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April 17, 2010

Don't Drink the Pink Milk

The following is a "conversation" we had on Twitter last night with green marketing consultant and mother, Lynn Miller (@organicmania), about strawberry milk.

Well, it wasn't really about strawberry milk. It was about sexism... and gender conformity... and, well.... strawberry milk.

For the record, we're not posting this to pile on her after the fact or beat a dead horse or anything. We don't think she's a bad person and we don't expect everyone to be perfect (we certainly aren't) but since kids can be so easily influenced we thought it was worth a discussion.

The conversation was interesting to us, and we think it's a good example of why language matters. We're not going to change a sexist society completely, but every little bit of effort to change does make a difference. We're glad she was able to see it from our point of view and hope that other people might learn from this conversation too.

It started when we noticed these comments:

Now we're definitely not fans of the "pink milk" either. We don't think flavored milk (i.e., sweetened milk) necessarily belongs in school and we're big supporters of healthy eating and everything organic. (Not that we always eat healthy, but at least we know that we should be!) We agree with telling your kids not to drink the pink milk, or telling them that they can only have it occasionally as a treat, or whatever your personal healthy eating rules happen to be as a parent. But we definitely aren't down with using scare tactics of "becoming girly" to enforce those rules.

It also brought us back to the whole soy makes kids gay controversy from awhile back, which was another situation where a children's health concern was expressed in a less-than-ideal way. We're not directly comparing the two because we know that the mom in this case doesn't actually believe that flavored milk is going to turn her son "girly", but there are some similarities. Maybe kids shouldn't have excessive amounts of soy/pink milk, but it's not because they're going to turn gay/girly.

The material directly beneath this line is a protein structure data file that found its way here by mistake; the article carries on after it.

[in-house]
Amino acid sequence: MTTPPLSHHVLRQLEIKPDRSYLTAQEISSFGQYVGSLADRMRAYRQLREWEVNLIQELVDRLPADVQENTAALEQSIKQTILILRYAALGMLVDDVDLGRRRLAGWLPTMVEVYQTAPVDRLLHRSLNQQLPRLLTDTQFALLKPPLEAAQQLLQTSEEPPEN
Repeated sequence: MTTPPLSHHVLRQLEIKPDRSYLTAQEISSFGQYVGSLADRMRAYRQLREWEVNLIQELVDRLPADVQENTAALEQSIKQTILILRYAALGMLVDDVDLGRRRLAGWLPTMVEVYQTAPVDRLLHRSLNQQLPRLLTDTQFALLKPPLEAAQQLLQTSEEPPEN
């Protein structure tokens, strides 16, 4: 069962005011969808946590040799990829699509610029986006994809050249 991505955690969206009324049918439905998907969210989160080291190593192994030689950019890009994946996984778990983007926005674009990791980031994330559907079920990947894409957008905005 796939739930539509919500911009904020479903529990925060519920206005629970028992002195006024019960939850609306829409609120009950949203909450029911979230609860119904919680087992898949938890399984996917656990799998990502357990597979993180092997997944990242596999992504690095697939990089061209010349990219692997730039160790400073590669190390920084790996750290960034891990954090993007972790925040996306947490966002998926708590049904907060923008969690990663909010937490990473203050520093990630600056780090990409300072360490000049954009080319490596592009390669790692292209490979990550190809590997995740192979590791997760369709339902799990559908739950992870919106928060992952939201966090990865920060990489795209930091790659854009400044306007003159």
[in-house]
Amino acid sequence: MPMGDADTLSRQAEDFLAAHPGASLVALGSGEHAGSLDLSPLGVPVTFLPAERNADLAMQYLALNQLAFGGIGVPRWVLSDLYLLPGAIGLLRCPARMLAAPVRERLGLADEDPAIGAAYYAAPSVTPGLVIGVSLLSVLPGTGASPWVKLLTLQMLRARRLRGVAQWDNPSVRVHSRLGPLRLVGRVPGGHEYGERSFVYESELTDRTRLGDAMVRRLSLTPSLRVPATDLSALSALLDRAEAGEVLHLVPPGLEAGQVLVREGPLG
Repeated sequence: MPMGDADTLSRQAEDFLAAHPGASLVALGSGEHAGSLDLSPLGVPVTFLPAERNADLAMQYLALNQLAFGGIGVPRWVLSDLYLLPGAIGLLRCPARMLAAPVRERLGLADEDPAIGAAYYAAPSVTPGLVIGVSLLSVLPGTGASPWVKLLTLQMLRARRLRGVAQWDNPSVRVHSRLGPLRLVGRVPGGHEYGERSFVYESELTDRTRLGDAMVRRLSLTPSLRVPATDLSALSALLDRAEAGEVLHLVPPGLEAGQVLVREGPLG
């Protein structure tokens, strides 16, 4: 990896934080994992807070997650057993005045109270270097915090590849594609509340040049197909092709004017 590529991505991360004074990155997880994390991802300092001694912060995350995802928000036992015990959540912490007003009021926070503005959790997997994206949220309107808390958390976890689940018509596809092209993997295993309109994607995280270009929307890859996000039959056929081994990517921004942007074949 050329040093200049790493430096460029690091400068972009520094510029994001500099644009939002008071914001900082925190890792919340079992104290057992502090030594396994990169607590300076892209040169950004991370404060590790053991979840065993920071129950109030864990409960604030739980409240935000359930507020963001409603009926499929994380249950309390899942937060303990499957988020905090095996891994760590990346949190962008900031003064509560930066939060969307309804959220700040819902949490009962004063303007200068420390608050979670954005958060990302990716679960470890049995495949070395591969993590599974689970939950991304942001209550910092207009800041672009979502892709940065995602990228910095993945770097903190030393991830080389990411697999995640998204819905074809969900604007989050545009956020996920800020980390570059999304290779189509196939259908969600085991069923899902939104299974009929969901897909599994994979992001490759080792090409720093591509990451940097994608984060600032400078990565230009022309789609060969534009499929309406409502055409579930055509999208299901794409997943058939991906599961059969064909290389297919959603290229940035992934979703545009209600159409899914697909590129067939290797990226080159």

Here's the rest of the conversation:

We didn't respond again after that, because it seemed like she got our point. And we have to give her points for engaging with us, because we can only imagine what it's like to have a couple of Evil Sluts randomly show up to take issue with something you've said on Twitter.

We did discuss her last tweet a little bit and whether it really means that he hasn't "learned" that pink milk is bad for him because it will make him girly. Who knows what he might have said if she had questioned him further to see if he understood why the pink milk wasn't good for him. He might not have offered up "girly boy" as an answer to her question, but that doesn't mean that he didn't internalize any messages from that "joke".

But of course this isn't about us over-analyzing an interaction between a mom and child that we don't even know. The larger point is just that it would be great if we could continue to move away from these old ideas that boys shouldn't be girly and that anything or anyone that is girly is somehow less than, and just work towards helping kids to figure out who they are as individuals and be comfortable with themselves. So if us starting up a conversation like this one helps even a tiny bit, then we're happy.

1 comment:

paul said...

Very engaging essay. I drank some pink milk as a child, and I'm afraid that it has made me a little girly. Not gay. Just a little effeminate. I'm just sayin'. I like the way you handled the pink milk lady and got some meaningful conversation going. We all need to be aware of how sexist and weird our language is. I recently responded to a video on Twitter of a very penis-like sea worm being grabbed by a guy, and noted, "That is SO gay!" Of course, it's a riff on the cliche, but... I know it's not necessarily cool. Thanks 4 the essay. Foppishly Yours.